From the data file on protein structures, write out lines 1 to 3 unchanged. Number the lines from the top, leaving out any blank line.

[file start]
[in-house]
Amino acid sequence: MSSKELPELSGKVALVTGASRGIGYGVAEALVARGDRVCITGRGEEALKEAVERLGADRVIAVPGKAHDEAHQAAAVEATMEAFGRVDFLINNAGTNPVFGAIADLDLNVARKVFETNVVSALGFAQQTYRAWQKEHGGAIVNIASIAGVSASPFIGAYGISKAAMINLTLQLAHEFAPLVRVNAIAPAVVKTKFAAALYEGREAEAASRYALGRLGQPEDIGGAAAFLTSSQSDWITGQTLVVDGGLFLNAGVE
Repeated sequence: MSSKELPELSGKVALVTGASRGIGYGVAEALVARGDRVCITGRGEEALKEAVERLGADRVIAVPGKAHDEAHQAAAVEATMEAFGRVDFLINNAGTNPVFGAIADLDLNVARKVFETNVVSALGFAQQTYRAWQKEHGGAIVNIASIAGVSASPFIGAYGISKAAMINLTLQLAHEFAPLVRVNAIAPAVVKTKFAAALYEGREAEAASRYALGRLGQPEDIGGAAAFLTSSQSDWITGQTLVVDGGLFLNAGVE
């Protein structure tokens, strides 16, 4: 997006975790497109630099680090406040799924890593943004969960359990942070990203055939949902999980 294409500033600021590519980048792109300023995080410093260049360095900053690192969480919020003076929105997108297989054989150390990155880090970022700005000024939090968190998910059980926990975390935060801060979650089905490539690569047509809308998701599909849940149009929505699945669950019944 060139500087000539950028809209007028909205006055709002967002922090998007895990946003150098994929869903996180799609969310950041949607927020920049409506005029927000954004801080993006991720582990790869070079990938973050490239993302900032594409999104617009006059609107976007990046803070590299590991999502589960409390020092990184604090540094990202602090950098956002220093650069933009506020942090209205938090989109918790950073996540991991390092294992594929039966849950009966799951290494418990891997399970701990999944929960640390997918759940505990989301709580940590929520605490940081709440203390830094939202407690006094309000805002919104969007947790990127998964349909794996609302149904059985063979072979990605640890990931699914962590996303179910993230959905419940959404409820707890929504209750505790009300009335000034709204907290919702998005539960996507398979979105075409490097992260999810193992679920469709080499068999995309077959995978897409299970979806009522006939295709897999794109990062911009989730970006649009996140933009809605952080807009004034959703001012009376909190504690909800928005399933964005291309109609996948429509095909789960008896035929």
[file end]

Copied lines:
[in-house]
Amino acid sequence: MSSKELPELSGKVALVTGASRGIGYGVAEALVARGDRVCITGRGEEALKEAVERLGADRVIAVPGKAHDEAHQAAAVEATMEAFGRVDFLINNAGTNPVFGAIADLDLNVARKVFETNVVSALGFAQQTYRAWQKEHGGAIVNIASIAGVSASPFIGAYGISKAAMINLTLQLAHEFAPLVRVNAIAPAVVKTKFAAALYEGREAEAASRYALGRLGQPEDIGGAAAFLTSSQSDWITGQTLVVDGGLFLNAGVE
Repeated sequence: MSSKELPELSGKVALVTGASRGIGYGVAEALVARGDRVCITGRGEEALKEAVERLGADRVIAVPGKAHDEAHQAAAVEATMEAFGRVDFLINNAGTNPVFGAIADLDLNVARKVFETNVVSALGFAQQTYRAWQKEHGGAIVNIASIAGVSASPFIGAYGISKAAMINLTLQLAHEFAPLVRVNAIAPAVVKTKFAAALYEGREAEAASRYALGRLGQPEDIGGAAAFLTSSQSDWITGQTLVVDGGLFLNAGVE